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This content will become publicly available on October 13, 2014

Title: pH and Amphiphilic Structure Direct Supramolecular Behavior in Biofunctional Assemblies

Supramolecular self-assembly offers promising new ways to control nanostructure morphology and respond to external stimuli. A pH-sensitive self-assembled system was developed to both control nanostructure shape and respond to the acidic microenvironment of tumors using self-assembling peptide amphiphiles (PAs). Here, by incorporating an oligo-histidine H 6 sequence, we developed two PAs that self-assembled into distinct morphologies on the nanoscale, either as nanofibers or spherical micelles, based on the incorporation of the aliphatic tail on the N-terminus or near the C-terminus, respectively. Both cylinder and sphere-forming PAs demonstrated reversible disassembly between pH 6.0 and 6.5 upon protonation of the histidine residues in acidic solutions. These PAs were then characterized and assessed for their potential to encapsulate hydrophobic chemotherapies. The H 6-based nanofiber assemblies encapsulated camptothecin (CPT) with up to 60% efficiency, a 7-fold increase in CPT encapsulation relative to spherical micelles. Additionally, pH-sensitive nanofibers showed improved tumor accumulation over both spherical micelles and nanofibers that did not change morphologies in acidic environments. We have demonstrated that the morphological transitions upon changes in pH of supramolecular nanostructures affect drug encapsulation and tumor accumulation. Lastly, our findings also suggest that these supramolecular events can be tuned by molecular design to improve the pharmacologicmore » properties of nanomedicines.« less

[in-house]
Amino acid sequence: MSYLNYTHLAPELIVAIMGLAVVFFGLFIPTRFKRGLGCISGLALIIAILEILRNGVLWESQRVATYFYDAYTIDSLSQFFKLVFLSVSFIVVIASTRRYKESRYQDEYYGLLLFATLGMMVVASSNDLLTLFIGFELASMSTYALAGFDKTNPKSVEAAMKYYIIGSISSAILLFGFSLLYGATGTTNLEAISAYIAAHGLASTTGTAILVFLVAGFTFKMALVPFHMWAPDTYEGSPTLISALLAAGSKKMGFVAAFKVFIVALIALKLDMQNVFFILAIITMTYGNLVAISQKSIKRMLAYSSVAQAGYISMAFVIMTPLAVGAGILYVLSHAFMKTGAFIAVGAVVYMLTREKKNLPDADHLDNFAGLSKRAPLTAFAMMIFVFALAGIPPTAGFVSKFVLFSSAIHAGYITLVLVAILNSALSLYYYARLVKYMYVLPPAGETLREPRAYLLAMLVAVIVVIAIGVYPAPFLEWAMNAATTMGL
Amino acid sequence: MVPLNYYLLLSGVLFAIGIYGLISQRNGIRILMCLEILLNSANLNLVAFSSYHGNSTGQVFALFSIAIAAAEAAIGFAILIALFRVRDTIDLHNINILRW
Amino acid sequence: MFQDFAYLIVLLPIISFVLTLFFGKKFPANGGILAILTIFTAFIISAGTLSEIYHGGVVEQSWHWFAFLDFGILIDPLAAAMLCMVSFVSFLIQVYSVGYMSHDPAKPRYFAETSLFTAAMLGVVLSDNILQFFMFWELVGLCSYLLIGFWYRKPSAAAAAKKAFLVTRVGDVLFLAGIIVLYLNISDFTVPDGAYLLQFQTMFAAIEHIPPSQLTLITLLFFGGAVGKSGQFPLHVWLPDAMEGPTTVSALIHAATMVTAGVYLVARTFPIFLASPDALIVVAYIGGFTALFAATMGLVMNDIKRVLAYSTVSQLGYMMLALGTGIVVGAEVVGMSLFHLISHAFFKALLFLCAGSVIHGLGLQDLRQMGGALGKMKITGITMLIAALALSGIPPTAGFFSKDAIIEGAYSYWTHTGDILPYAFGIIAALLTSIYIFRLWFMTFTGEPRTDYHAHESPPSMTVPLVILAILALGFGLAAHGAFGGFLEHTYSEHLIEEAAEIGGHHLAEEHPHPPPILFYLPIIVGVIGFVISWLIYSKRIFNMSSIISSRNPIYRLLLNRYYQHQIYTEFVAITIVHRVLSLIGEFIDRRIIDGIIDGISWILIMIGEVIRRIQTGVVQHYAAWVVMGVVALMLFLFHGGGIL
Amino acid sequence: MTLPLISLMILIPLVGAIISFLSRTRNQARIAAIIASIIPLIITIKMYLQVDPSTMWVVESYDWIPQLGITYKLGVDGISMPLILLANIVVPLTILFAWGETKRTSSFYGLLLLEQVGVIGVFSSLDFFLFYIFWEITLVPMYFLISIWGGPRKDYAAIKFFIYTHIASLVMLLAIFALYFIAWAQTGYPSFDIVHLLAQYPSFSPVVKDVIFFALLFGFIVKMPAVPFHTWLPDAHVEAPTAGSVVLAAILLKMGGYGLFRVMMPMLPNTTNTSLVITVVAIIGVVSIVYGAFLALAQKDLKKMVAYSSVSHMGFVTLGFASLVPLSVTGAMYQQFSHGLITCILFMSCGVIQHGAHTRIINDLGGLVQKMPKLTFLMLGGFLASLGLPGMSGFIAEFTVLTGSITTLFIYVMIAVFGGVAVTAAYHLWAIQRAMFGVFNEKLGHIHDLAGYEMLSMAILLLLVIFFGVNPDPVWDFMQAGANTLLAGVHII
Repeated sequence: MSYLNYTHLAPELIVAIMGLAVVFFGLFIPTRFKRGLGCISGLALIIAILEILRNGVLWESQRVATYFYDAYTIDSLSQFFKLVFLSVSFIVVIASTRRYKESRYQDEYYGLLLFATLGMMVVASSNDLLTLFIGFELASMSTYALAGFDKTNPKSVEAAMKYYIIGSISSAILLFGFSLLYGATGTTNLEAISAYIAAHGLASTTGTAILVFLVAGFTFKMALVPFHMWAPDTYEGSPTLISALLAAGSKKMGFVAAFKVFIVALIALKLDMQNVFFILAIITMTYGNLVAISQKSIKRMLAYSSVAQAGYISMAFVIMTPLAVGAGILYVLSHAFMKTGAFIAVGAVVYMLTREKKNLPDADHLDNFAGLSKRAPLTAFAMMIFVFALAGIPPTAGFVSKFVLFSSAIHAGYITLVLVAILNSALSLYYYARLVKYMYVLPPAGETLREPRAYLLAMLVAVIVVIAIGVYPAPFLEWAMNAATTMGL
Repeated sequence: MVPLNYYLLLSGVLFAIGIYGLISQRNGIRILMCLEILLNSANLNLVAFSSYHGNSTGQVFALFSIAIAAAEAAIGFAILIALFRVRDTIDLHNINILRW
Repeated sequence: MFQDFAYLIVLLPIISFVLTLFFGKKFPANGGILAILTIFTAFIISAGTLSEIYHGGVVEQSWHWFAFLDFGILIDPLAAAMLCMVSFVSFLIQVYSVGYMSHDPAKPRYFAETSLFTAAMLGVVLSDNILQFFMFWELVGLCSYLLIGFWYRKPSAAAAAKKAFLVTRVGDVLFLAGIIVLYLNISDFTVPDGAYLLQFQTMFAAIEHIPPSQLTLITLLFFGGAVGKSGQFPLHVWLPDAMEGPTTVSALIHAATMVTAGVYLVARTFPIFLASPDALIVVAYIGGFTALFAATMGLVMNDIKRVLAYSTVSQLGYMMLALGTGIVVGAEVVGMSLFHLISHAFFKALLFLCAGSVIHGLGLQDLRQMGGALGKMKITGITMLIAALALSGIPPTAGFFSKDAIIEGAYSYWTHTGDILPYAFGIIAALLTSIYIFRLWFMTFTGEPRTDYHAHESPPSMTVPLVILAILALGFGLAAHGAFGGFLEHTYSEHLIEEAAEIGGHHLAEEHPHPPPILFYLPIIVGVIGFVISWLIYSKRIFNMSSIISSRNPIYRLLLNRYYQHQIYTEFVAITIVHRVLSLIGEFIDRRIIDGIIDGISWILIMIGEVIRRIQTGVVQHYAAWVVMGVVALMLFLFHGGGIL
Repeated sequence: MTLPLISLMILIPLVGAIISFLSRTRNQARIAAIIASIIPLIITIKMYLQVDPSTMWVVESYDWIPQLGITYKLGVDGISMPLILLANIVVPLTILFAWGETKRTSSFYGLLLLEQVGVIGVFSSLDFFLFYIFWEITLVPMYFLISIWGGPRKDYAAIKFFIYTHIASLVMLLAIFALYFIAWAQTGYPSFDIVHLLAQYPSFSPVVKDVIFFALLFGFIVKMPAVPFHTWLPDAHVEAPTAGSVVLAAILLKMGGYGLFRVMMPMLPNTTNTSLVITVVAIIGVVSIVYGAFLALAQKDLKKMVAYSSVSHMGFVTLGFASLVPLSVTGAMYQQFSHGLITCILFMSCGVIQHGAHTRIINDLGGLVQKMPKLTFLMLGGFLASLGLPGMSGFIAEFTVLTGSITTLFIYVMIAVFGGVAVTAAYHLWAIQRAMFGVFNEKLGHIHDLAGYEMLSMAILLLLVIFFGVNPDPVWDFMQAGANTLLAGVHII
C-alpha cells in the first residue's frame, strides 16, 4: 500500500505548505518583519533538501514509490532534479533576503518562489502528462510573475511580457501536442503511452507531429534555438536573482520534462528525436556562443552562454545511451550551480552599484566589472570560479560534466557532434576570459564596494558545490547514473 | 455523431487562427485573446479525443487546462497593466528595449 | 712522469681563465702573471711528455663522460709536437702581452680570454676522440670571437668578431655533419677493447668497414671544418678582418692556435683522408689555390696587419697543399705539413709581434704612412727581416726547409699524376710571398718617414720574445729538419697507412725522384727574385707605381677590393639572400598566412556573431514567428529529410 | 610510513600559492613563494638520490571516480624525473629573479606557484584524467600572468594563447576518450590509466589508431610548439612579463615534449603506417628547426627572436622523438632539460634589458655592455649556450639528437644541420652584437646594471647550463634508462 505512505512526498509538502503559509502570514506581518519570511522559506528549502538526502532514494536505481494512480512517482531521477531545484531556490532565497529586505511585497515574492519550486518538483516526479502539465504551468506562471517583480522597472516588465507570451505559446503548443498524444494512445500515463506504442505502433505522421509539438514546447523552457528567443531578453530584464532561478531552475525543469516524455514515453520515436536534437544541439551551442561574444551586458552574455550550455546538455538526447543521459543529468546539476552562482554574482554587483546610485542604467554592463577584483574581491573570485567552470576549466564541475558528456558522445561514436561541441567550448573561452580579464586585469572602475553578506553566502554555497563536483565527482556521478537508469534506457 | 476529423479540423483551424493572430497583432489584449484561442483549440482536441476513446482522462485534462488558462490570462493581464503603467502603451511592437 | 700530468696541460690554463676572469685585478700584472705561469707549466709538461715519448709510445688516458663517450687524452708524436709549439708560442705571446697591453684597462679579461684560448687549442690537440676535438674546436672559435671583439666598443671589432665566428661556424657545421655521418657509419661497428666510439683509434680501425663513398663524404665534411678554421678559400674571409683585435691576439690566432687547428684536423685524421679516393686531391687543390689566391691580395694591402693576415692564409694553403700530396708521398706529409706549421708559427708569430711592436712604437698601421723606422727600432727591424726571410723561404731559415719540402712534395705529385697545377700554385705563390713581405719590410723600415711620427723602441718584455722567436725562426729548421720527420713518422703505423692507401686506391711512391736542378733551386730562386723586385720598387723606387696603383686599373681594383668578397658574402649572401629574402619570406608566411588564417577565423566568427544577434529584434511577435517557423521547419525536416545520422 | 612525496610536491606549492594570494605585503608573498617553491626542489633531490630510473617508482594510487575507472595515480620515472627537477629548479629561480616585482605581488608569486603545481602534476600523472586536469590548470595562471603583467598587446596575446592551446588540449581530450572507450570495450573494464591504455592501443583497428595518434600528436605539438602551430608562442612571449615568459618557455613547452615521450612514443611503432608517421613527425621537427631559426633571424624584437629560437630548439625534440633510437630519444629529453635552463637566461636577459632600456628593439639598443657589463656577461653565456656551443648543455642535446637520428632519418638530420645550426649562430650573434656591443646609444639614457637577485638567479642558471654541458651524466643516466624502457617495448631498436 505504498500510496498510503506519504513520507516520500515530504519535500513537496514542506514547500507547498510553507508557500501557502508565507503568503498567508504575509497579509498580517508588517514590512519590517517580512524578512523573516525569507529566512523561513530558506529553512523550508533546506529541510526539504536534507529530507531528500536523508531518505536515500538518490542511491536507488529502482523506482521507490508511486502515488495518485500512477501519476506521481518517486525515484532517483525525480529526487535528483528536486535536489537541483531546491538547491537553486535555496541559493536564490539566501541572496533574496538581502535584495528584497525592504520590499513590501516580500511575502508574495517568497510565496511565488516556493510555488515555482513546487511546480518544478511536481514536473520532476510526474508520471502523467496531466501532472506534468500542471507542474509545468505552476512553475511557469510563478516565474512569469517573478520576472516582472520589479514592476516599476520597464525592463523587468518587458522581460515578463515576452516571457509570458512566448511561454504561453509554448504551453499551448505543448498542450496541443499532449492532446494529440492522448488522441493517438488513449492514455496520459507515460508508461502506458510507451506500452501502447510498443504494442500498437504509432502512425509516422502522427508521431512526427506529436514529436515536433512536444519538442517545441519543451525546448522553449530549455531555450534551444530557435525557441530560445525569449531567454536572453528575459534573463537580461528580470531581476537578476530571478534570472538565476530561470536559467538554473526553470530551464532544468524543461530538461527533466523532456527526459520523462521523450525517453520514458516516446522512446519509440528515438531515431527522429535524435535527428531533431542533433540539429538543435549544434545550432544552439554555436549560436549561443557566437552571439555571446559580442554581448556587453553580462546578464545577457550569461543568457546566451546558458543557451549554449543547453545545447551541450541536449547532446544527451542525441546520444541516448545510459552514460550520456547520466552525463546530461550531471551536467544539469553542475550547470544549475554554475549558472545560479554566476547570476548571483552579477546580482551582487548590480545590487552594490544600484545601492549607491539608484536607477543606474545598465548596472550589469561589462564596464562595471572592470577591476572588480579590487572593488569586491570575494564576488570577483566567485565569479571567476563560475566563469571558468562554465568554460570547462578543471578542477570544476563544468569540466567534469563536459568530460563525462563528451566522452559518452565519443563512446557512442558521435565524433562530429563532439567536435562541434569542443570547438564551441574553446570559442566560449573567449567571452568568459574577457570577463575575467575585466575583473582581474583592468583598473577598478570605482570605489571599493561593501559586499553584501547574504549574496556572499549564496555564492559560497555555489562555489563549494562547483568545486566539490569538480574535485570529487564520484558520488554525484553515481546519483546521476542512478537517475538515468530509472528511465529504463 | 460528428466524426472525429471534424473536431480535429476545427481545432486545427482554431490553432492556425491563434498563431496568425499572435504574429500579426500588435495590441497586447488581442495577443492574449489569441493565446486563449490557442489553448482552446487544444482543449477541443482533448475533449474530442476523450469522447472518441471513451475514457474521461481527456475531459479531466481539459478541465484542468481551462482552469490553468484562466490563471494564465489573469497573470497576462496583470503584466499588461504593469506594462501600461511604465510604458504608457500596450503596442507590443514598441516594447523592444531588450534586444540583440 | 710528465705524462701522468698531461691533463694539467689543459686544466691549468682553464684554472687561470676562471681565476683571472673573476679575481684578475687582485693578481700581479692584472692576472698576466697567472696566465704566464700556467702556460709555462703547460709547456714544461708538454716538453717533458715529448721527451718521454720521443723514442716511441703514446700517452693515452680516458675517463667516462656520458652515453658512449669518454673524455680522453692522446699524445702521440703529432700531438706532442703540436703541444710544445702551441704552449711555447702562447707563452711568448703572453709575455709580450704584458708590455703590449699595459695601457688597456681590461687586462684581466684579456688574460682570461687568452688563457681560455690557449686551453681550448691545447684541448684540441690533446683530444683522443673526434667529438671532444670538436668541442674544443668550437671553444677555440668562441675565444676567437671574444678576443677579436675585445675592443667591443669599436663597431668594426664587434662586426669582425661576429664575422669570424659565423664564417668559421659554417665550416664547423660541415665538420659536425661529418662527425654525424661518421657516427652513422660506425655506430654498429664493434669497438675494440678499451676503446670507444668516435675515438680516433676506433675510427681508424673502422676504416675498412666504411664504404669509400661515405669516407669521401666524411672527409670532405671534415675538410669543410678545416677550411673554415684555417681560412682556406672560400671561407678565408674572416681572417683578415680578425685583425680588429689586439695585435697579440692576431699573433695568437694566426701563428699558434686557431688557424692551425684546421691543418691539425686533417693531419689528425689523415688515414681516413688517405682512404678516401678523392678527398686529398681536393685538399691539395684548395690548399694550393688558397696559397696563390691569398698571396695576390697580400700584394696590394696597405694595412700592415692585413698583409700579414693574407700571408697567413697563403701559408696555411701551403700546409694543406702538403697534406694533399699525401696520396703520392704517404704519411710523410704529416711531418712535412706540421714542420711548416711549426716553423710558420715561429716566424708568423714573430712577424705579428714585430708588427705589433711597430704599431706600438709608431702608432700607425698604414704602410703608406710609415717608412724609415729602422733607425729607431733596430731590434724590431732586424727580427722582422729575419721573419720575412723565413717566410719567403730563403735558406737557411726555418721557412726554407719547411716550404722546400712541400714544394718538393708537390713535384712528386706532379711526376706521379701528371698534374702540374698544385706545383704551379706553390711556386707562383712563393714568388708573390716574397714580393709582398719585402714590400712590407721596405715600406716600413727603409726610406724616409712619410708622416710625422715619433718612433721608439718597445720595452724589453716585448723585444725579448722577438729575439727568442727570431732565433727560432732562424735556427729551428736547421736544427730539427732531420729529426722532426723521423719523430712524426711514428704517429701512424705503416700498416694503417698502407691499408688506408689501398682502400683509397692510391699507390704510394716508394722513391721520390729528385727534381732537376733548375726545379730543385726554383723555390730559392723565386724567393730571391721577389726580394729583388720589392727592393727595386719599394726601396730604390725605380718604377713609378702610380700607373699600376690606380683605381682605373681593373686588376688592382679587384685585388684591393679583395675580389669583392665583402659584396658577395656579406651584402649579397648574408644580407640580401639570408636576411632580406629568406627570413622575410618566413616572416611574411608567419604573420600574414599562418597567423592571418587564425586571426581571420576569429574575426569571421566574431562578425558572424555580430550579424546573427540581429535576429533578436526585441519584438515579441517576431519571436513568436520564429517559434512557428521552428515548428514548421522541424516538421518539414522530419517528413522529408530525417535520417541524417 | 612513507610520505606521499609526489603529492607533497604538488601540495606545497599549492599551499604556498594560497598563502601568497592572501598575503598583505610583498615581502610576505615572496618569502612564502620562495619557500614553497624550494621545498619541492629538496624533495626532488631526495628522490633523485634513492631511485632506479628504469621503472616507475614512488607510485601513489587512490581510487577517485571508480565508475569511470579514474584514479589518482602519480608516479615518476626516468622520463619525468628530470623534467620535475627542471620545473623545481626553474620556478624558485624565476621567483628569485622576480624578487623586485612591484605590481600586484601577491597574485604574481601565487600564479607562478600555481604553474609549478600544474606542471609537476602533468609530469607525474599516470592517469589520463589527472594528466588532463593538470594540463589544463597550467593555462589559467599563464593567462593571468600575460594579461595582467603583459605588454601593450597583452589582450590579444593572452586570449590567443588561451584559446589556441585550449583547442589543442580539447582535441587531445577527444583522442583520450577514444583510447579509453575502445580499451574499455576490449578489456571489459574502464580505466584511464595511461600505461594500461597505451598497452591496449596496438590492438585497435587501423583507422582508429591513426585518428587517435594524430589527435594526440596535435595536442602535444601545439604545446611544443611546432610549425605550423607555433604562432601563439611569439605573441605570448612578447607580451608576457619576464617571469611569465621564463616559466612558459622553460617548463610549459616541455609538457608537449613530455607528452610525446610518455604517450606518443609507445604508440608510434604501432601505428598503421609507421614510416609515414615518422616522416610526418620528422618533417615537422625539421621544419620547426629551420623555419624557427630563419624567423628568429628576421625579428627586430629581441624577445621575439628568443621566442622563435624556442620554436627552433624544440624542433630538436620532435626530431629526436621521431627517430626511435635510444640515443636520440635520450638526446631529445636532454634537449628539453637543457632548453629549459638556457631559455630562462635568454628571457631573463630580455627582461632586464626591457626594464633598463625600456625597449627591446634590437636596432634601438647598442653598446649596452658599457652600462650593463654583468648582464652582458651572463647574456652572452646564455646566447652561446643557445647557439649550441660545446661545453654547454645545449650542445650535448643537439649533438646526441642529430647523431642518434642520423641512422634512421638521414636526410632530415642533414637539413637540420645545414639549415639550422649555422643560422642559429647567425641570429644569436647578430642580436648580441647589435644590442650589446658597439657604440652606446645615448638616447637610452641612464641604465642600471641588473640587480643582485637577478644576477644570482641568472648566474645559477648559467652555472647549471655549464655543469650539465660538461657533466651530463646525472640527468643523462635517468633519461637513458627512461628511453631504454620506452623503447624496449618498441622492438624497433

Authors:
 [1] ;  [2] ;  [3] ;  [4] ;  [5] ;  [6]
  1. Northwestern Univ., Chicago, IL (United States). Inst. for BioNanotechnology in Medicine, Dept. of Materials Science and Engineering
  2. Northwestern Univ., Chicago, IL (United States). Inst. for BioNanotechnology in Medicine; Northwestern Univ., Evanston, IL (United States). Dept. of Chemistry
  3. Northwestern Univ., Chicago, IL (United States). Inst. for BioNanotechnology in Medicine; Northwestern Univ., Chicago, IL (United States). Feinberg School of Medicine, Dept. of Medicine
  4. Northwestern Univ., Chicago, IL (United States). Feinberg School of Medicine, Dept. of Medicine
  5. Univ. of Wisconsin, Madison, WI (United States). School of Medicine and Public Health, Carbone Cancer Center and Dept. of Medicine
  6. Northwestern Univ., Chicago, IL (United States). Inst. for BioNanotechnology in Medicine, Dept. of Materials Science and Engineering; Northwestern Univ., Evanston, IL (United States). Dept. of Chemistry; Northwestern Univ., Chicago, IL (United States). Feinberg School of Medicine, Dept. of Medicine
Publication Date:
OSTI Identifier:
1165620
Grant/Contract Number:
AC02-06CH11357; 5U54CA151880-03; 5R01DE015920-09; W81XWH-10-1-0503
Type:
Accepted Manuscript
Journal Name:
Journal of the American Chemical Society
Additional Journal Information:
Journal Volume: 136; Journal Issue: 42; Journal ID: ISSN 0002-7863
Publisher:
American Chemical Society (ACS)
Research Org:
Argonne National Lab. (ANL), Argonne, IL (United States). Advanced Photon Source (APS)
Sponsoring Org:
USDOE Office of Science (SC); National Institutes of Health (NIH); Department of Defense (DoD)
Country of Publication:
United States
Language:
ENGLISH
Subject:
59 BASIC BIOLOGICAL SCIENCES; 37 INORGANIC, ORGANIC, PHYSICAL, AND ANALYTICAL CHEMISTRY; 60 APPLIED LIFE SCIENCES